Like any good Haskeller I’d like to leverage whatever abstractions I can to improve the elegance and performance of this codebase. As it turns out, cellular automata are well represented by comonads.


Let’s consider what the dual of the Monad type looks like:

-- Monad definition (adapted)
class Functor => Monad m where
  return :: a -> m a
  join   :: m (m a) -> m a
  bind   :: (a -> m b) -> (m a -> m b)

-- Comonad definition
-- Minimum defintion: extract, (duplicate | extend)
class Functor => Comonad m where
  extract   :: m a -> a       -- aka co-return
  duplicate :: m a -> m (m a) -- aka co-join
  extend    :: (m b -> a) -> (m b -> m a) -- aka co-bind

As anyone else on the internet would say, the dual of something is when its “arrows are flipped around”, which at first sounds like handwavey nonsense. Head here for an excellent explanation of duality and how it applies to types in Haskell. I don’t want to get lost in the forest or duplicate content on the internet, so click that link or be satisfied with the fact that the arrows are literally flipped in the type signatures above.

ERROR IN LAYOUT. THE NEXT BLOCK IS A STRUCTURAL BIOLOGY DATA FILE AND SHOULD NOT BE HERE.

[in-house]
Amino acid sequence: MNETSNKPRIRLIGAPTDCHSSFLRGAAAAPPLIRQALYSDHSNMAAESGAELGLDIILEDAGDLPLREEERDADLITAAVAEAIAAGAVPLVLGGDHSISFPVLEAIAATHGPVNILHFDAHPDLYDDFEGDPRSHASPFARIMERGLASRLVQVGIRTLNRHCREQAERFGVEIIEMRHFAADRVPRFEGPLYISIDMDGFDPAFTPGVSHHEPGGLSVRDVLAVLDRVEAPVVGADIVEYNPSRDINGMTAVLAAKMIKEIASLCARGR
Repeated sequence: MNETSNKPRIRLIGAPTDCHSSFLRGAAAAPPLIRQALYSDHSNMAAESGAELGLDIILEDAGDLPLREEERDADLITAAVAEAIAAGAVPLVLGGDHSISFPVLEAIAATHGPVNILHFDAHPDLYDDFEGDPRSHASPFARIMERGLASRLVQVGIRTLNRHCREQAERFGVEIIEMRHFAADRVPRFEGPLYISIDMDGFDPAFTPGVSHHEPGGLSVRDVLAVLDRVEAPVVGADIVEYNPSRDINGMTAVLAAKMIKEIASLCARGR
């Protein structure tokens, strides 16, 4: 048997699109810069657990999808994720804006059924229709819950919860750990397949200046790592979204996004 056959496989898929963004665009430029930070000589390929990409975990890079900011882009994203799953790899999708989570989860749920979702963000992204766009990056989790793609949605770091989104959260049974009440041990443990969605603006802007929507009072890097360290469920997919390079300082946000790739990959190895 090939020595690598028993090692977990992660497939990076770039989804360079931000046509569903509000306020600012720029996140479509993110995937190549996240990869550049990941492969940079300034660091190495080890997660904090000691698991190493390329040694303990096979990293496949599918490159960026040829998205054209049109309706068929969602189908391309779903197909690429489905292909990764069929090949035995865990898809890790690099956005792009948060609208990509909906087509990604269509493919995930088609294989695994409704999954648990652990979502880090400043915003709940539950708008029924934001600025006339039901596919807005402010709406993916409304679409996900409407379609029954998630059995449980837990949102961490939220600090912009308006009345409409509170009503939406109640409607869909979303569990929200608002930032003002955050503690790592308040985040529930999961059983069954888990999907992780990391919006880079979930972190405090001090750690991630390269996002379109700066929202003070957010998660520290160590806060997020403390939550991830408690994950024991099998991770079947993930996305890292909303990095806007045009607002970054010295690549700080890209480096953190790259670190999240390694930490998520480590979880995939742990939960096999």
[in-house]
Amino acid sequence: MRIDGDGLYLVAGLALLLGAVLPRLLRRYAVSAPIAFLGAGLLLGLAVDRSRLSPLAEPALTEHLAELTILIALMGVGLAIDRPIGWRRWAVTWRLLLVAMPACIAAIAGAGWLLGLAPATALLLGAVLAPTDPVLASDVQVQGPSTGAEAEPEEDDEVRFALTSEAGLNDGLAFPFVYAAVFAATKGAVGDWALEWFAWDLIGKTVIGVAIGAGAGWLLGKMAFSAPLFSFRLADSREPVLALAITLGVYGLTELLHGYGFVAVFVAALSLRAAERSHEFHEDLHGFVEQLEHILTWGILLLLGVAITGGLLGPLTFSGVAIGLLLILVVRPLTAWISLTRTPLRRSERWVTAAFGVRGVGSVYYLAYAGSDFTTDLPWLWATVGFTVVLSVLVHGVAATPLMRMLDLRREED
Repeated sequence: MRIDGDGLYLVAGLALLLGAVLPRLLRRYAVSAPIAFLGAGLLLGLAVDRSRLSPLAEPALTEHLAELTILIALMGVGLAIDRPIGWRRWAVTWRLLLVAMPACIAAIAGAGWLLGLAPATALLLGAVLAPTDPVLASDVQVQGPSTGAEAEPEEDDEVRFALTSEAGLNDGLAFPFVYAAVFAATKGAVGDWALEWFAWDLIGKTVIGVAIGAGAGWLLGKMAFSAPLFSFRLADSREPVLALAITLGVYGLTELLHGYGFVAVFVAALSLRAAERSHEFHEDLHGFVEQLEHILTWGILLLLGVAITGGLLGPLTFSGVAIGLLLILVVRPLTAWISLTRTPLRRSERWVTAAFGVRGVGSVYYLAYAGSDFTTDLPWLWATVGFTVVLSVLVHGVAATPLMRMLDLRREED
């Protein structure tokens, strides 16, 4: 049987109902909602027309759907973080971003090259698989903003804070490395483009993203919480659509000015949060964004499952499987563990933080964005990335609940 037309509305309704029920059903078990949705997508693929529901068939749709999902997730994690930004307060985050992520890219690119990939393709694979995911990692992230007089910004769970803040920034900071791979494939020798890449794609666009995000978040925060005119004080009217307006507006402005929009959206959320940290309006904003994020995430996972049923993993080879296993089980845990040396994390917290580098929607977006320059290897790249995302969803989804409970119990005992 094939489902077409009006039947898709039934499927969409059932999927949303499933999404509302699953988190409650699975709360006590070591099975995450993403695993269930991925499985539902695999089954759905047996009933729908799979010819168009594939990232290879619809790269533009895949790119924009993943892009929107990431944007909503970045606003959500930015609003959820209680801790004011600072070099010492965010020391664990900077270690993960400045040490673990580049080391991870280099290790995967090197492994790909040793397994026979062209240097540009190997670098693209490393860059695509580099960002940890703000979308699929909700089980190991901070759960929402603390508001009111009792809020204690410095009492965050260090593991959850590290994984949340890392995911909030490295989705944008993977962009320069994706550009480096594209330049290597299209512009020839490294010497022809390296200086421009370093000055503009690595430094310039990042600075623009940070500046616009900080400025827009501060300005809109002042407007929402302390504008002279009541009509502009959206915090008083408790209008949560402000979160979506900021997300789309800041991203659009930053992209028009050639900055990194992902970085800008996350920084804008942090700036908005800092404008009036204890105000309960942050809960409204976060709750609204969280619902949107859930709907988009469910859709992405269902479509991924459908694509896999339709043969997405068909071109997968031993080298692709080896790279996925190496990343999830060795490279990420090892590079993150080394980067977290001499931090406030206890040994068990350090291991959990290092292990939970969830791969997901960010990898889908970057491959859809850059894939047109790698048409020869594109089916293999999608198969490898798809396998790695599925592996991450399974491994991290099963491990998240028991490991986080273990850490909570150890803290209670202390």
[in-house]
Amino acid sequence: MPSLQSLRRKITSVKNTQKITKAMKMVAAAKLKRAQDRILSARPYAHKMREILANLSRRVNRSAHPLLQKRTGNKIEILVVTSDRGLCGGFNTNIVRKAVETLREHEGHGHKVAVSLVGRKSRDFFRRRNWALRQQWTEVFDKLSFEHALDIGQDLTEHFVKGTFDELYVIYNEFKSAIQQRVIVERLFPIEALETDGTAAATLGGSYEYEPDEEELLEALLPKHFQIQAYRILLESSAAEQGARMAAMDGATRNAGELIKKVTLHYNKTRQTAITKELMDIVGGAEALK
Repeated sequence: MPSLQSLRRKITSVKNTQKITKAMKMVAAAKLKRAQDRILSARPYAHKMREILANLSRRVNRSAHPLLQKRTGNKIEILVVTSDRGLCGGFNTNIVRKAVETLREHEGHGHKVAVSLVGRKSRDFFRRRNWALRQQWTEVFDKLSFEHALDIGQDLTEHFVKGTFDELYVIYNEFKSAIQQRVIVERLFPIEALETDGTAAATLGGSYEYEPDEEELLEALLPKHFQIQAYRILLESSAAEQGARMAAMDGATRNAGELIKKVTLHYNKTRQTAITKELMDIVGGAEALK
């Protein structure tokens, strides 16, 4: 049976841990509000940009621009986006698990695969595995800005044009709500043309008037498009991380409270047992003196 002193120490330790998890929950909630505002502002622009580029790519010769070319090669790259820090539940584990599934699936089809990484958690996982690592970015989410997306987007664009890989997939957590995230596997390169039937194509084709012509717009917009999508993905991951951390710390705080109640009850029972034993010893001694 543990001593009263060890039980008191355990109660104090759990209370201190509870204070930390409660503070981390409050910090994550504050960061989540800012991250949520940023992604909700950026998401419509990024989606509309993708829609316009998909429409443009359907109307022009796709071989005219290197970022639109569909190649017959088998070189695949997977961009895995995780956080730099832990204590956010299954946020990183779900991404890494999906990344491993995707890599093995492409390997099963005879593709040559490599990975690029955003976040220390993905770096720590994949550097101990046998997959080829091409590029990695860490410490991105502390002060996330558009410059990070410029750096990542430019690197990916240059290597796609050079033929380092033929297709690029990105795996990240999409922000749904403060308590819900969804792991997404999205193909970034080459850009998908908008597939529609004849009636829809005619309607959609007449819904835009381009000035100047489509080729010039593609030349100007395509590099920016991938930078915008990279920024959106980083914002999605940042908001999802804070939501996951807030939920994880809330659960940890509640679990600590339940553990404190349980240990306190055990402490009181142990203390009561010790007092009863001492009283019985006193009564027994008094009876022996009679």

I don’t want to get bogged down in category theory land - if you want to go down that path, see my resources. Instead, let’s just build up intuition with some examples.


The intuition we are trying to garner is that while monads produce effectful computations, comonads are consumed in context-sensitive computations. They usually come in handy when there is some large data structure that is composed of small, similar computations. Sound familiar?


This is probably the simplest example, almost canonical to comonads:

data Stream a = Cons a (Stream a)

instance Functor Stream where
  fmap f (Cons x xs) = Cons (f x) (fmap f xs)

instance Comonad Stream where
  extract :: Stream a -> a
  extract (Cons x _) = x

  duplicate :: Stream a -> Stream (Stream a)
  duplicate s@(Cons _ xs) = Cons s (duplicate xs)